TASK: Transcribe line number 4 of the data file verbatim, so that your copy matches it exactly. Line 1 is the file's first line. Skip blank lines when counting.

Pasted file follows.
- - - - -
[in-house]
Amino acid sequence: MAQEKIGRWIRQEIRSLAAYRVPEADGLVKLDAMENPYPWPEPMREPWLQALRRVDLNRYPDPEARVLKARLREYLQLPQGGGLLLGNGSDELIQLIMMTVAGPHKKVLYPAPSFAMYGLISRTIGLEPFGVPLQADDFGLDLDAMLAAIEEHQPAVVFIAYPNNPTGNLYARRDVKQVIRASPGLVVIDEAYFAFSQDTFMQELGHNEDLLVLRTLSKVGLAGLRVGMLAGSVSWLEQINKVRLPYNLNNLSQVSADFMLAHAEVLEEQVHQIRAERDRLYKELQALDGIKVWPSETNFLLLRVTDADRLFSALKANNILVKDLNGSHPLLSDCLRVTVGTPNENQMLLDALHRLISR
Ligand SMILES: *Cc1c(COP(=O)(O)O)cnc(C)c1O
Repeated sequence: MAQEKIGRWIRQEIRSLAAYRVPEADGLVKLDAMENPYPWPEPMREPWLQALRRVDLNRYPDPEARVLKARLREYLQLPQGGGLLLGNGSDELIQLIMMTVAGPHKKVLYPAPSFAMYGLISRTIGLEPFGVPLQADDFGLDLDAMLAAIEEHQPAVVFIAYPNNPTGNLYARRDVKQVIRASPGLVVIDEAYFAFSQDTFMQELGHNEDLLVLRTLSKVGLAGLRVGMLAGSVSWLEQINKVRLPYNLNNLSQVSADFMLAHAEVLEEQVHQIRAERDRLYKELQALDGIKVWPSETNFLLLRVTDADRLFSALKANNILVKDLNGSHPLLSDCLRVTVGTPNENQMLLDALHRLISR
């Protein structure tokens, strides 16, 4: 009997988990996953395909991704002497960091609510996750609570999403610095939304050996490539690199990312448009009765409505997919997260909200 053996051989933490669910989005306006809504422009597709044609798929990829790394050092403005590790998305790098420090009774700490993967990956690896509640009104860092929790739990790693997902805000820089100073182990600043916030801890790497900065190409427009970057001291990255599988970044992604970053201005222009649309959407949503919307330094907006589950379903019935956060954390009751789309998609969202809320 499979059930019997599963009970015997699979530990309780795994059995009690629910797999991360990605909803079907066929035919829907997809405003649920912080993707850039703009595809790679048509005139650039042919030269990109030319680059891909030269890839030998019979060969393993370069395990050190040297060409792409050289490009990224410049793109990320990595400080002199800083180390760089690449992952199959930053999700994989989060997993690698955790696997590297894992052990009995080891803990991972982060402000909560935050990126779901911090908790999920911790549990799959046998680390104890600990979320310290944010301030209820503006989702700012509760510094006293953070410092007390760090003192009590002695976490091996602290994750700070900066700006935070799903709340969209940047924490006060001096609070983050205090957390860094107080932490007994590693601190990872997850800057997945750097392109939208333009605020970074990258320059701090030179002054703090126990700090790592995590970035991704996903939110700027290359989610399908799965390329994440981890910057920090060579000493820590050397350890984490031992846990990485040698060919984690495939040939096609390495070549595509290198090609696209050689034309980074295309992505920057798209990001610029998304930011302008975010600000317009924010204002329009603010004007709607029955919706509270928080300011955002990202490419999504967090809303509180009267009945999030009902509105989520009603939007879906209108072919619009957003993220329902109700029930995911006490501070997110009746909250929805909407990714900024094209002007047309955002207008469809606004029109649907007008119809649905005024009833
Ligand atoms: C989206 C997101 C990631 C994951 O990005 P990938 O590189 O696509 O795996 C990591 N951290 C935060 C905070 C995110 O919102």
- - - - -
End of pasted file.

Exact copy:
Repeated sequence: MAQEKIGRWIRQEIRSLAAYRVPEADGLVKLDAMENPYPWPEPMREPWLQALRRVDLNRYPDPEARVLKARLREYLQLPQGGGLLLGNGSDELIQLIMMTVAGPHKKVLYPAPSFAMYGLISRTIGLEPFGVPLQADDFGLDLDAMLAAIEEHQPAVVFIAYPNNPTGNLYARRDVKQVIRASPGLVVIDEAYFAFSQDTFMQELGHNEDLLVLRTLSKVGLAGLRVGMLAGSVSWLEQINKVRLPYNLNNLSQVSADFMLAHAEVLEEQVHQIRAERDRLYKELQALDGIKVWPSETNFLLLRVTDADRLFSALKANNILVKDLNGSHPLLSDCLRVTVGTPNENQMLLDALHRLISR